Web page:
Peter Ackroyd has written a benign life of T.S. Eliot. Given the malignity visited on Eliot, this is a good deal. Fair-minded, broad-minded and assiduous, here is a thoroughly decent book. It has none of the sleazy sanctimony of Robert Sencourt’s biography, or the vanity of T.S. Matthews’. That it is a feat to be without spite is coincidentally manifested by the appearance of Geoffrey Grigson’s Recollections. Grigson’s jacket proffers, as a representative gnome: ‘I never heard T.S. Eliot laugh.’ Back in the book this stands on its lordly own in a section of ‘Items’. Some have never heard Geoffrey Grigson do anything but sneer. His Recollections are happy to rebuke everybody for sneering, especially at Eliot: ‘Eliot in those Thirties was still a name to earn a sneer’; Auden’s work ‘allowed for sneering much as Eliot’s The Waste Land only eight years before had allowed for the inimical sneering, which still had not died away’. Perhaps Grigson never heard Eliot laugh because Grigson’s company was inimical to laughter. Elsewhere Grigson likes to offer himself as better acquainted with Eliot than are those who wrongly suppose him a glum man. How gracefully the names are floated: ‘Braque might be there, or Jean Hélion, from Paris, or Eliot gayer than his reputation, actually singing “Frankie and Johnny”.’
Frankie and Johnny, or Tom and Viv? He was her man, but he done her wrong? The marketers of Ackroyd’s book have done both him and Eliot wrong in sensationalising it. The new Vanity Fair, which unlike the old one is not a magazine for which a T.S. Eliot would write, announced its excerpts as ‘The First Mrs E., No Mermaid She’. Ackroyd is entirely without such fishy vulgarity. Plainly it is the Tom and Viv bits which we are all likely to home in on; what can be said is that Ackroyd treats these painful and touchy matters of marital misery with dignity and delicacy. He shows for how long the marriage was not as black as the lugubrious relishers liked to paint it (both Bertrand Russell and Virginia Woolf were impure witnesses for the prosecution), and he shows too that there was often a sportive collusion, easily misconstrued, between Eliot and his first wife. The happiness of Eliot’s second marriage necessarily looms less large. Partly this is because loom isn’t what happiness does. Literary biography these days (Lowell, Berryman) is bad news that stays news. Anyway, for reasons of honourable privacy, we are not to know much about how it was that Eliot and his second wife, Valerie Eliot, made each other so touchingly happy. Hereabouts there is little news, and for the biographer no news is bad news. Ackroyd, a good man, does not repine at this. He simply devotes to these last eight years of Eliot’s life only 15 pages: ‘Happy at Last’.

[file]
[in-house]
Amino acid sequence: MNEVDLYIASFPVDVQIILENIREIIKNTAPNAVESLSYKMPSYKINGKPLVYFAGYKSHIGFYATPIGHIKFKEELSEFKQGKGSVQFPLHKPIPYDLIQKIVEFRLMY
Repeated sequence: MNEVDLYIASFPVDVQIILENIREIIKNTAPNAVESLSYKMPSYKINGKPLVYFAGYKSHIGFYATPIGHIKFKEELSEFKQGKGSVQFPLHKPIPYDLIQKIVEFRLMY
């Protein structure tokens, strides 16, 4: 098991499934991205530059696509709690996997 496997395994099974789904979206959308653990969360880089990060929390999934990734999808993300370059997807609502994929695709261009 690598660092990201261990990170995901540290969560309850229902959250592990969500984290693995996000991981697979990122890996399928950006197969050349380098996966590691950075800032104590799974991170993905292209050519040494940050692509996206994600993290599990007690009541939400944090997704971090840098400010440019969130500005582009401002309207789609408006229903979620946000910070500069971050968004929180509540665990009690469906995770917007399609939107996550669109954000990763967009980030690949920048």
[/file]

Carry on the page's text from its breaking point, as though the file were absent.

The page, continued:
The lines of Eliot’s life are well-known, and Ackroyd does not effect, or seek to effect, any radical re-limning of them. His strength is local detail, patience, circumstantiality, respect. He denies that there lurks any secret which would unlock an enigmatic Eliot, though he argues that Eliot compacts even more paradoxes than the rest of us. He eschews psychobiographical plunges, and this makes the book at once more satisfactory to the hungry and less satisfying to the greedy. But who are we, to seek, as if in some duel with Eliot, satisfaction? Ackroyd does not bring himself to quote Eliot’s styptic comments on a biography in 1927: ‘The chief interest of this early biography of Spinoza by a mediocrity who knew him, but who could hardly have appreciated him, is that it shows that Spinoza had already become at his death a symbolical figure, without being in any way a myth.’ (Ackroyd need not wince: he is not a mediocrity except in the sense that we all are, in comparison with such a genius as Eliot.) One of the sadnesses of Eliot’s story is that at his death, nearly forty years after he wrote these words, he had indeed become a symbolical figure but had not managed to stave off becoming a myth. There is a poignancy of premonition in these words of 1927, the year in which Eliot became a Christian and an Englishman. You can hear it in the unenvious longing for composure in this man who was by no means merely discomposed but who did shudder at such a possibility: ‘Here and there is an anecdote, but all anecdotes of Spinoza are essentially the same, in that they all illustrate the same attitude of that composed mind.’ Ackroyd shows, as in a different way did Ronald Bush in his recent book,that there is integrity even in Eliot’s disintegrative impulses, yearning for the stable repetition of ‘the same ... the same’. More simply heartening, Ackroyd’s book is a witness, oddly for a biography, to Eliot’s having achieved what he so admired in Spinoza: ‘He was a man of the greatest reticence, but with nothing to conceal; a man of intensely “private life”, but wholly transparent.’